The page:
Oh Purple Reign is set to be Gordon Elliott’s first runner following his six-month ban, at Punchestown on Tuesday.
Elliott was free to begin making entries again from last Thursday, after the end of his suspension by the Irish Horseracing Regulatory Board in March when an image of him sitting on a dead horse was widely circulated on social media.
The top Irish trainer was banned for 12 months, with half of that sentence suspended, and ordered to pay costs of €15,000 – with the IHRB stating the punishment reflected “the seriousness of the offence and the damage to the Irish racing industry” after the image provoked huge public outcry.
Denise Foster took temporary control of Elliott’s Cullentra base, enjoying a Grade One winner at the Cheltenham Festival with Mares’ Hurdle victor Black Tears while also saddling dual Grand National hero Tiger Roll as he bounced back to winning form with a wide-margin success in the cross country.
Elliott initially made five entries on the Flat card at Punchestown – but after final declarations were published on Sunday morning, Oh Purple Reign appears likely to be his sole representative.
The four-year-old, a winner at Gowran for Foster on September 1, is one of a field of 14 for race three of the afternoon – the Donate To The Coast To The Curragh Cycle In Honour Of Pat Smullen Handicap.
Elliott also still has Alice Kitty engaged in the Irish Stallion Farms EBF Fillies Handicap later on the card – but she is currently third reserve, so is unlikely at this stage to be granted a run.
He has, meanwhile, been speaking of the impact felt by himself, his family and staff at his yard following the circulation of the photograph six months ago.
In an excerpt from an interview with Racing TV, which is scheduled to be aired in full on Monday, Elliott recalled the events of March.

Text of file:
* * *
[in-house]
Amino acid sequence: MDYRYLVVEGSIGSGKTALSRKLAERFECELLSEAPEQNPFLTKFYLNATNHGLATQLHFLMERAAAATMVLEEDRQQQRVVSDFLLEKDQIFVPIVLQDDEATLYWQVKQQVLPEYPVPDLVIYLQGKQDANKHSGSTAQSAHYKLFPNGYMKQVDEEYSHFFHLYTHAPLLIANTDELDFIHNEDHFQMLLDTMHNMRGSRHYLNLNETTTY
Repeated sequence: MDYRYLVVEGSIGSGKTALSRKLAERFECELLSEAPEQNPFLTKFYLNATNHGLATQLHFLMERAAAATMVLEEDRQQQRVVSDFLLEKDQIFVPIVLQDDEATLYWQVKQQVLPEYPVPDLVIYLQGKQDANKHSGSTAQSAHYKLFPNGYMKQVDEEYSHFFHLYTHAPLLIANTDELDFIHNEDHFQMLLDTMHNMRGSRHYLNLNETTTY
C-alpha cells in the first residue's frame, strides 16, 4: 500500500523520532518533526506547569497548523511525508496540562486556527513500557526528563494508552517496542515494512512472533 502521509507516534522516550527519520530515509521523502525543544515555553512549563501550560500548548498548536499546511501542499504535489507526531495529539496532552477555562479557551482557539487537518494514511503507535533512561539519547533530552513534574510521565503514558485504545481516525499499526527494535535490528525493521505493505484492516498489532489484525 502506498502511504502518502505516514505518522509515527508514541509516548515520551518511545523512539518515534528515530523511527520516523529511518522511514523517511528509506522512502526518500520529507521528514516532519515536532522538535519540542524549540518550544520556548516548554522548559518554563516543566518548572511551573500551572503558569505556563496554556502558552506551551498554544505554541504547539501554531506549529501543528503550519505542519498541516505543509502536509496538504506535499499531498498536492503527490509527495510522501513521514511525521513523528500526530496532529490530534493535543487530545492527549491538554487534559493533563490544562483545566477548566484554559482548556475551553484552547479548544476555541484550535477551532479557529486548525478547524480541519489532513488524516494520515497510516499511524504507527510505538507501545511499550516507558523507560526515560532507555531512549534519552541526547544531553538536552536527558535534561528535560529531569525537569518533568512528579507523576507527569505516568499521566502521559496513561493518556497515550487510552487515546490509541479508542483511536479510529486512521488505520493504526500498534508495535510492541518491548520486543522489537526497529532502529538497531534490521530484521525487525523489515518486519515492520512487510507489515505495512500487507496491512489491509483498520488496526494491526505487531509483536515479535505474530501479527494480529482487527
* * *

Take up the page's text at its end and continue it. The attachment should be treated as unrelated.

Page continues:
“You think you’re thick-skinned, until you see something like this,” he said.
“It was terrible – I’ve never experienced anything like it in my life.
“We got a week of very bad social media, newspapers, television, Twitter and everything else like it.
“It is something I wouldn’t ever like to experience again.
“For my family, it was unbelievable; for all the staff in the yard, for something very foolish I did, all the pain I put them through.”
He acknowledges the crisis was of his own making, adding he just hopes to be able to move on after completing his suspension.
“For my family, friends, all my staff, even all the people in my village in Summerhill, it was terrible,” he said.
“I probably didn’t show my face in Summerhill for three or four months after … it wasn’t nice.
“Obviously it was something very stupid I did. I apologised to everyone for what I did – but it was my fault, and the blame stops with me.
“I apologised to everyone, and all I want to do is put it behind me.”
Elliott, best-known for his training of National Hunt stars – including Tiger Roll’s Aintree exploits, and at the Cheltenham Festival – appears set to have his first jumps runners back on track on Wednesday, having entered seven horses at Sligo.
He has a possible contender in each of the seven races on the card – although Chesterville and Silver Star both hold two optional engagements.
Sligo declarations will be published on Monday morning.